Two Heads Better than One for Incitec

Incitec Pivot (IPL) is joining the now fashionable corporate ‘divorce’ trend by spinning off an important business into a separate company.

IPL revealed yesterday a plan to spin off its mining explosives division from its fertiliser business by the middle of 2023.

In doing so it is following a number of major Australian companies who have made similar moves in the past couple of years.

GrainCorp spun off United Malt, Wesfarmers did the same to separate Coles, Woolies listed its Endeavour Drinks and hotels business and Tabcorp yesterday spun out its lotteries and Keno business, now called The Lottery Corporation.

BHP’s spin-off of its huge petroleum business into Woodside (Now Woodside Energy) has been the largest of these ‘divorces.

The aim is to try and boost the overall stockmarket value of the two companies by forcing investors too judge them as separate businesses.

And yet as attractive as the idea supposedly is, IPL shares fell 3% yesterday to $3.60 which was a curious reaction given the rationale from the company.

IPL management said yesterday both will be provided with enough capital and other resources to function as standalone companies.

IPL says it will create two separately listed entities to be listed on the ASX.

News of the split came as IPL confirmed earlier guidance for a spectacular return to profit in the six months to March.

Revenue for the march half jumped by around 50% to $2.548 billion from $1.724 billion a year earlier.

The company earned a net profit after tax (NPAT) of $384 million, up a massive $348 million from the tiny $36 million in the first half of 2020-21.

And interim dividend of 10 cents a share, fully franked will be paid. That’s the highest dividend declared by the company since late 2008 and is a considerable increase on the meagre 1 cent a share paid a year ago.

Incitec Pivot chairman Brian Kruger said the two entities – Dyno Nobel and Incitec Pivot Fertilisers – would have strong balance sheets to support “strategic investment opportunities” and deliver value for shareholders.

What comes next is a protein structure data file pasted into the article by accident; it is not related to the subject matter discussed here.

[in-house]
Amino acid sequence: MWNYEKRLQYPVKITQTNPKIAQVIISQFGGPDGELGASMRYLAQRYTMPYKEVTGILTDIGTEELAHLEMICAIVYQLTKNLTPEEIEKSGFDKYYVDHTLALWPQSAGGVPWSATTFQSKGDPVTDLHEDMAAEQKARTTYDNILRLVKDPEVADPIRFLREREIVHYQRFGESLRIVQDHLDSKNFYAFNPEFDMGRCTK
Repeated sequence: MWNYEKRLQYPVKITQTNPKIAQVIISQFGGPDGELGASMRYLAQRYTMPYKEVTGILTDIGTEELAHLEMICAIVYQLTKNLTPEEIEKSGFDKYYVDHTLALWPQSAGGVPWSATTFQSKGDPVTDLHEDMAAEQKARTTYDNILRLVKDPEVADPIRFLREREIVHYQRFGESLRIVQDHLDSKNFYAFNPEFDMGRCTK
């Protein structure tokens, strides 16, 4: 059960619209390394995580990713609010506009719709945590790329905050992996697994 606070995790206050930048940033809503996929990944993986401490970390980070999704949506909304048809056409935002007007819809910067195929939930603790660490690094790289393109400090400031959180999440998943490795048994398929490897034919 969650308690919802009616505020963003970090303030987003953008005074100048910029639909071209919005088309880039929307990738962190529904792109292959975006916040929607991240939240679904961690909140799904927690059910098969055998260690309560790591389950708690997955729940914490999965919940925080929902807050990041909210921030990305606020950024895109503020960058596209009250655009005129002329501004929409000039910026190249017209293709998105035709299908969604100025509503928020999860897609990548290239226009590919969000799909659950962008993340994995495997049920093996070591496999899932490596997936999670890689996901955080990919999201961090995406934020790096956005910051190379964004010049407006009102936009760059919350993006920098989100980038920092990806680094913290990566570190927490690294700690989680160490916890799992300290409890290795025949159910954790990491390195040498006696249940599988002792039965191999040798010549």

“The board sees significant value enhancement through the separation of two industry-leading businesses and brands,” he said.

“Our explosives and fertilisers businesses will continue to provide attractive exposure to the essential minerals and agriculture industries that are underpinned by important global megatrends.”

The decision comes around two years since IPL paused plans to sell off its fertiliser arm in 2020, suspending talks with would-be buyers amid deepening market uncertainty and pandemic-related travel restrictions.

CEO Johns said customers’ evolving demand for technology-driven solutions meant the two sides of the business had “minimal overlap” and the benefit of sharing an ammonia-manufacturing core had become less meaningful.

She said Incitec Pivot had strong financial capacity to provide the two proposed new entities with the capital structures to support investment and growth.

“Dyno Nobel has leading technologies and market positions in the most attractive mining markets in the world,” Johns said.

“Incitec Pivot Fertilisers has an unrivalled distribution footprint in the large and attractive agricultural sector in Australia and an exciting technology led future in soil health solutions and biofertilisers.”

Group earnings before interest and tax (EBIT) jumped sharply to $568 million for the six months from $110 million a year ago.

Part of the reason for that improvement was a sharp improvement in the contribution from Dyno Nobel Americas (DNA) which reported EBIT of $252 million, up $220 million “supported by improved volumes and technology driven margin improvements. DNA explosives sales improved across all sectors,” the company said.

The Waggaman plant (in the south of the USA) “production and efficiency was strong through to the unexpected outage in mid- February, with the plant continuing to perform well since the restart in April.”

The other side of the business – fertilisers saw EBIT surge to $257 million, from $20 million a year earlier “capturing the value of the commodity price upswing” with a “solid distribution performance, given pricing volatility, seasonal factors and ongoing investment in the distribution network>

The company said its Gibson Island operation “successfully uprated AdBlue production to support the Australian transport industry (its needed for diesel fuel).

“As previously announced, planning for the closure of manufacturing at Gibson Island at the end of 2022 is well underway, with increased fertiliser import capacity to support domestic customers,” IPL said.

About Glenn Dyer

Glenn Dyer has been a finance journalist and TV producer for more than 40 years. He has worked at Maxwell Newton Publications, Queensland Newspapers, AAP, The Australian Financial Review, The Nine Network and Crikey.

View more articles by Glenn Dyer →